What President Johnson (a man with heart and political skill) allowed to happen is a critically important lesson for children, young adults, and grownups to understand and worry about.

America was not winning the war in Vietnam. The North Vietnamese and the Viet Cong Communist soldiers were guerillas fighting a style of war they could ultimately win. The American style of war didn’t match the conditions in Vietnam.
The following quotations are from The Color of Truth (Bird, 1968, pages 17, 345, 366, respectively ). Note: Robert McNamara was Secretary of Defense and the Bundy Brothers (MacGeorge Bundy and William Bundy) were top level advisers in the Johnson administration.
  • Long before Robert McNamara privately turned against the war, the Bundy brothers understood what a dubious venture the Johnson administration had embraced. They knew how badly the war was going as early as 1964-1965, yet they found a way to persist in folly. 
  • By 1965 McNamara said, “We have been too optimistic…I’m saying that we may never find a military solution. We need to explore other means. Our military approach is an unlikely route to a successful conclusions.” 
  • Eventually, in 1967, Johnson was told by Robert McNamara that he could not foresee success in the Vietnam war; de-escalation and negotiations with the North Vietnamese to end to war were what was needed. Within a few days Johnson found a position for McNamara as president of the World Bank. Not long after, during a discussion of war matters, McNamara broke down and spoke tearfully about the cost and tragedy of the Vietnam. McNamara then said to the incoming Secretary of Defense, “We just have to end this thing. I just hope you can get hold of it. It is out of control.”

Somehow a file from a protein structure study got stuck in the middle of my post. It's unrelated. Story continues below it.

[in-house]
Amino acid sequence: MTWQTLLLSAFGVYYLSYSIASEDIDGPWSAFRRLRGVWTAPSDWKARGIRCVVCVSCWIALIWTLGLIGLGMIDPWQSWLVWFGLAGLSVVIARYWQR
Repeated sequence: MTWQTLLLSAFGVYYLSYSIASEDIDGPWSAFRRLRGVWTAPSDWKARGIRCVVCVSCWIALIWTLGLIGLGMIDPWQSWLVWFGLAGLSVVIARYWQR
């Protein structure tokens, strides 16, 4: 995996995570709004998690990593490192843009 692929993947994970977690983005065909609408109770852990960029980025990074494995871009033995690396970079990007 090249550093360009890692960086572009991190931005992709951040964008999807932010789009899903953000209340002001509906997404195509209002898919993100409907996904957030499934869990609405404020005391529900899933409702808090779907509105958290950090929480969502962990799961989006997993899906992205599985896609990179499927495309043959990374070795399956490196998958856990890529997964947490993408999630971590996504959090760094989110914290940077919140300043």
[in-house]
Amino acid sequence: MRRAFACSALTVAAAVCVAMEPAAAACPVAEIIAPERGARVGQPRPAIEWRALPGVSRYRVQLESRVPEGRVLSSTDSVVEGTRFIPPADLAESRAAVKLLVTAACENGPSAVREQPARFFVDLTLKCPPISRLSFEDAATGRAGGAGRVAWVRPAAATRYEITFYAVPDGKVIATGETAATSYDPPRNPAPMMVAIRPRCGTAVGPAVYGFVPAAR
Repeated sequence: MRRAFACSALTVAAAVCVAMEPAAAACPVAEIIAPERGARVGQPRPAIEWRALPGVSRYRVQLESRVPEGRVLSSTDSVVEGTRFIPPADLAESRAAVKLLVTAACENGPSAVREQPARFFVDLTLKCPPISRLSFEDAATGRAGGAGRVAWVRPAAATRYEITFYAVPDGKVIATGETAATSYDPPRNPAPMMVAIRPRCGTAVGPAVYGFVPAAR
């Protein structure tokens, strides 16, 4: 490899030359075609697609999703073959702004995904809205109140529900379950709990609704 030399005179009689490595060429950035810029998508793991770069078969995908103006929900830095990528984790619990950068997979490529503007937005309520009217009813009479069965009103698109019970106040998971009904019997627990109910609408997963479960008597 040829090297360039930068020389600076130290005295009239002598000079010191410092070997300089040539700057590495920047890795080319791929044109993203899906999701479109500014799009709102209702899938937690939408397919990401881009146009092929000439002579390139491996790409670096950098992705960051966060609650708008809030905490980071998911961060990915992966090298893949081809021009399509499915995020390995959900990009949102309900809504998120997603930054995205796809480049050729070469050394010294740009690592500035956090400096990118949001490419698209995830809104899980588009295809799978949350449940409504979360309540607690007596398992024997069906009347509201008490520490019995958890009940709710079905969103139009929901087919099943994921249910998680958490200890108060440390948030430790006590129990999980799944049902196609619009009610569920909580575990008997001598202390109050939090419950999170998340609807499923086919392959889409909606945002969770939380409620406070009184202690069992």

Early in 1968 the North Vietnamese and the Viet Cong (communist soldiers in South Vietnam) together launched the huge TET offensive; they attacked simultaneously more than 100 cities and about 40 provincial capitals. It was the largest military operation of either side during the war. Combat deaths for 1968 were 16,500 killed. More troops were needed to attempt to stabilize things, and there was a new draft call for 48,000 men. President Johnson sought out negotiations to end the war. Unbelievably, the negotiations to end the war were “derailed in a secret agreement between then Presidential Candidate Richard Nixon and the President Thieu of South Vietnam. TET Offensive. (2022, April 23) In Wikipedia. https://en.wikipedia.org/wiki/Tet_Offensive#United_States